I was losing sleep over this impending trip
I had committed to canoe the boundary waters for the first time. I like being out in nature but no one would consider me a pioneer woman. As the time grew closer, I had serious reservations. How was I going to do off the grid for a week of paddling through the US-Canadian Boundary Waters, officially known as The Boundary Waters Canoe Area Wilderness (BWCAW or BWCA?. It is a 1,090,000-acre wilderness area of north woods forests with 150 miles of glacial lakes and streams that make up the U.S.–Canada border in the Arrowhead Region of Minnesota. I don’t even like cold water – I have a hard time jumping into the Guadalupe River in the middle of a blazing Texas summer. What was I thinking?
How I got “roped in”
Our son Shane had become an Eagle Scouts with Troop 211 in Houston. We had developed close bonds our fellow Comanches, the adult leaders and volunteers who helped with the troop. It was at our annual 2012 Comanche Christmas party that a couple of glasses of wine lulled me into committing to a Boundary Waters trip over the 2013 Labor Day break.
What are the Boundary Waters?
While efforts to preserve the BWCA as a wilderness had begun in 1900, it was the historic homeland of the Ojibwa people who navigated the waters in birch bark canoes. A pictograph on a large rock wall overlooking North Hegman Lake has been credited to Ojibwe. It appeared to represent Ojibwe meridian constellations visible in winter during the early evening, which would have been useful for navigating the deep woods during the winter hunting season.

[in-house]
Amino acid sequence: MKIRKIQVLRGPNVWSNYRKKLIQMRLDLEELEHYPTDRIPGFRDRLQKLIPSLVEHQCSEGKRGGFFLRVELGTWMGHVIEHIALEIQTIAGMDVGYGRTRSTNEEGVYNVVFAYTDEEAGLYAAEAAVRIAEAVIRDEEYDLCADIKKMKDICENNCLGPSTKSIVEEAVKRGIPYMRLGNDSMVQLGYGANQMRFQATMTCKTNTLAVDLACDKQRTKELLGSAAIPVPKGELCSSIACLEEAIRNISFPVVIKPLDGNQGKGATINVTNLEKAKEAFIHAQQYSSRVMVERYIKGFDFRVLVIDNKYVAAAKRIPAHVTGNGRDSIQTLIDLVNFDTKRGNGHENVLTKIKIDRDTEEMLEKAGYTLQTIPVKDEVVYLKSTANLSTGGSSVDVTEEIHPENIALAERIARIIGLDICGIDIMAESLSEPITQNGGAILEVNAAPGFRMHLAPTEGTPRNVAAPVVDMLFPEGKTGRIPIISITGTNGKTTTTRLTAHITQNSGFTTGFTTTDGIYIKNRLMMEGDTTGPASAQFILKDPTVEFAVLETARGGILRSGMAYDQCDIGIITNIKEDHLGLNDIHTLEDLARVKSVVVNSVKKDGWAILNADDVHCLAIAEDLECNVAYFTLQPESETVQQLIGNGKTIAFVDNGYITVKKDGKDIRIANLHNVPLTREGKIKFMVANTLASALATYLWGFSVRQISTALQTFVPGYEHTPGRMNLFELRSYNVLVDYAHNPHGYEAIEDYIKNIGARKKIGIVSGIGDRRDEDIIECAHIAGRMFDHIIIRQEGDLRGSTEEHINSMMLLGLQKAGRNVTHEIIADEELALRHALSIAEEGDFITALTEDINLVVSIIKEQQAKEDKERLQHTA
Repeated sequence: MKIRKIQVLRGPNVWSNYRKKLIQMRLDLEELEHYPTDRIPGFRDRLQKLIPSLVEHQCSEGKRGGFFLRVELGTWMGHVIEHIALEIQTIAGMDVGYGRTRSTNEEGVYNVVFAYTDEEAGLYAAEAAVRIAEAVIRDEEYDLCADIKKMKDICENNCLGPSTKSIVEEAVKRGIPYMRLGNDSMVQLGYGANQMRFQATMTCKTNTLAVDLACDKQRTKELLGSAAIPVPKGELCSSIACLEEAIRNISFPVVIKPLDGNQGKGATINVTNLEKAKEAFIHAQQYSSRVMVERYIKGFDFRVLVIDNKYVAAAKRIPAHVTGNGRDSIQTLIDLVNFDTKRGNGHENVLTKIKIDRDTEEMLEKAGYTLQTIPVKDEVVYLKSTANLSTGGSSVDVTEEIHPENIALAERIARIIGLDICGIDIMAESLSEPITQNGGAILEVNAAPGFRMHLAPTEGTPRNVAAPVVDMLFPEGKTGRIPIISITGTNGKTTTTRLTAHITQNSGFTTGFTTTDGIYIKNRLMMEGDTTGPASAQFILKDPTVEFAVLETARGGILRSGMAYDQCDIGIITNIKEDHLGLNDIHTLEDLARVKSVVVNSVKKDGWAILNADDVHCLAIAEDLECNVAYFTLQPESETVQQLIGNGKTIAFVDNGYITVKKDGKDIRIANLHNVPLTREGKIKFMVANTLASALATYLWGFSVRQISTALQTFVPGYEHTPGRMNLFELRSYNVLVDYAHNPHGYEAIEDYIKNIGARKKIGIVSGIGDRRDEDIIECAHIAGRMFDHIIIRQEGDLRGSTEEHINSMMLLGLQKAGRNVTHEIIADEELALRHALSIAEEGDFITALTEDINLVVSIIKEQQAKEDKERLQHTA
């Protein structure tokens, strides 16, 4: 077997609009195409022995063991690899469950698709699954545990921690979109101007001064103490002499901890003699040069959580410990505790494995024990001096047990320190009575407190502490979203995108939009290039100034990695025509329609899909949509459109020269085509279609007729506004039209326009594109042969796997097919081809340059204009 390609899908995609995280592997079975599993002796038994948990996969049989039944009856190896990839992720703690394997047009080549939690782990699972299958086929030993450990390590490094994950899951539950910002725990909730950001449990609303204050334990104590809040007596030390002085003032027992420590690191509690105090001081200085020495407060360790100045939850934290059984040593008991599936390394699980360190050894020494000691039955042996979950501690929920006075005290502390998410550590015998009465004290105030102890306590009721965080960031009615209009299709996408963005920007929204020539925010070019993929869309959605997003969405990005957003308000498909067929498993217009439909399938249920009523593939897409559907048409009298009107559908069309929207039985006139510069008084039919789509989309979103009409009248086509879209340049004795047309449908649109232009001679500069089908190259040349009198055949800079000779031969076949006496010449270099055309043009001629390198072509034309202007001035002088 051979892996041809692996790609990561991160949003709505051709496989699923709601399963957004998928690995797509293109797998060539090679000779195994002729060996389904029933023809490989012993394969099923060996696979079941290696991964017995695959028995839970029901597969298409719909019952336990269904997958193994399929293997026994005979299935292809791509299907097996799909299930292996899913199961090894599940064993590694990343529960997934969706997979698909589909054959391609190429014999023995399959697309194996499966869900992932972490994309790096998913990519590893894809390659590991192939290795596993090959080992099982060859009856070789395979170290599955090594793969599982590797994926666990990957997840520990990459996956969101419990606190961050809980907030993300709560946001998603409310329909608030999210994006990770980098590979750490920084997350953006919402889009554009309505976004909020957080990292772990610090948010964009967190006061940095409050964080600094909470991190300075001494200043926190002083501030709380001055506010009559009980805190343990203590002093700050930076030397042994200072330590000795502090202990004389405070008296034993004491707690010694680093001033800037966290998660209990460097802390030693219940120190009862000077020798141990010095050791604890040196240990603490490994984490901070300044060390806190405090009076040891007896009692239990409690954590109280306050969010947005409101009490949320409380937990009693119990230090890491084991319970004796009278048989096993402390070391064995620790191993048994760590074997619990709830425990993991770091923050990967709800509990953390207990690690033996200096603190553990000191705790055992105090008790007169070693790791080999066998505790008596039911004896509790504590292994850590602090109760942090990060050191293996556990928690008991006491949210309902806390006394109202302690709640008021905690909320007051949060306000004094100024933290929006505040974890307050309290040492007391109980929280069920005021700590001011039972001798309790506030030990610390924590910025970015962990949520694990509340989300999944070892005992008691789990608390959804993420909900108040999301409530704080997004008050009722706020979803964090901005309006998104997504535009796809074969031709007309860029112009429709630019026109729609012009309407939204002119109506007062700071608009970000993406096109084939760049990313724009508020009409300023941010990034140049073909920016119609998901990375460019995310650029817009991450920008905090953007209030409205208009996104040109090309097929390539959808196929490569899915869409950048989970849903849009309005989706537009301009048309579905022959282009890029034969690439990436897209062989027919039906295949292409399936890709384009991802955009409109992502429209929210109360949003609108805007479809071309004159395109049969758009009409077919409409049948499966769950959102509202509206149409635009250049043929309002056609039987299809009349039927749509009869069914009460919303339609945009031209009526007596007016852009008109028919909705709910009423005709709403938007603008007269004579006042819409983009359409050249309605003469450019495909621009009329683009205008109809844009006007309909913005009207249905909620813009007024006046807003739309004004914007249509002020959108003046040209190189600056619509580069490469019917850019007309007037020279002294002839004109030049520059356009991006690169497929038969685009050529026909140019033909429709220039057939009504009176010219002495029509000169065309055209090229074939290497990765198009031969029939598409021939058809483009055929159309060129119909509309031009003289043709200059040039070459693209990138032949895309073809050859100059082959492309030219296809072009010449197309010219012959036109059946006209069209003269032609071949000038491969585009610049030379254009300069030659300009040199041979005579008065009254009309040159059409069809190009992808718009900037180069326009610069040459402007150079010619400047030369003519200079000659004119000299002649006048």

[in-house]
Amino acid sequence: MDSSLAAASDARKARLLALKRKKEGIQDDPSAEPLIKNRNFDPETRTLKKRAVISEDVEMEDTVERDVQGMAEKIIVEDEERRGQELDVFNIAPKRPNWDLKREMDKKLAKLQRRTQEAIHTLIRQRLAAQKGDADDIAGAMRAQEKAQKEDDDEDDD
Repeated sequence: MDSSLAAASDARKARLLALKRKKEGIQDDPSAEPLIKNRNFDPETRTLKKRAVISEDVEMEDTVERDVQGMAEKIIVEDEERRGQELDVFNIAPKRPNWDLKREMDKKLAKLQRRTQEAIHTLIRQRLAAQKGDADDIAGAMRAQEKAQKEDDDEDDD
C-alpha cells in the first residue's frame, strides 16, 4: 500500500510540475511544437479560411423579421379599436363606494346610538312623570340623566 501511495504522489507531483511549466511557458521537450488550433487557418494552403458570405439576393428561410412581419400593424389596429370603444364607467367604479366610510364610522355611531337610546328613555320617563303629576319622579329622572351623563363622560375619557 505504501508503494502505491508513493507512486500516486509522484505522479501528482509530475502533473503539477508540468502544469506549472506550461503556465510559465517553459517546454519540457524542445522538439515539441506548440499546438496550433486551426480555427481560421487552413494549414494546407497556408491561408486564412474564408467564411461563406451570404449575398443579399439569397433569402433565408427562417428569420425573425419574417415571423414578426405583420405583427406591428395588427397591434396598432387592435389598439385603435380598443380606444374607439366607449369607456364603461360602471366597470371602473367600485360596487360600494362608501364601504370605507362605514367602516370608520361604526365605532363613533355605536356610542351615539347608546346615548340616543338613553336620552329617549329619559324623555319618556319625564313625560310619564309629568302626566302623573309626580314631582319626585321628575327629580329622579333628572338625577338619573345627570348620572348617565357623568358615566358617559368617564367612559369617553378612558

By 1730s, Europeans had opened the region to trade, mainly in beaver pelts. and soon organized into canoe-paddling groups working called Voyageurs. The voyageurs became legendary in their abilities to paddle and portage and were celebrated in folk stories and music.
What we packed
On our trip, pictographs would be replaced by laminated charts and compasses. Our canoes were Kevlar instead of birch. In case of a real emergency, we had a satellite phone. For warmth during the cold nights, skins and furs would be replaced by nylon, gore tex and fleece. During the warm days, sun-resistant shirts and pants and moisture- wicking underwear would keep us comfortable.
In early July, we went to REI to start buying and breaking in gear. For me, two pairs of Columbia zip-off cargo pants, over-sized vented sunscreen shirts (2), water socks (1 pair), Merrill water shoes, Patagonia rinse- and- wear underpants and two sports bras. A couple of pairs of wool socks and silk long johns for sleeping. When I tried on a cap that flattered the shape of my face, Hank over-ruled me and had me buy a drooping wide-brimmed hat. I wandered over to the backpack section but Hank told me the outfitters would supply that equipment. It was still a few weeks until he elaborated on what we would use to transport clothes – gallon ziplock bags!
Understanding Camp Routine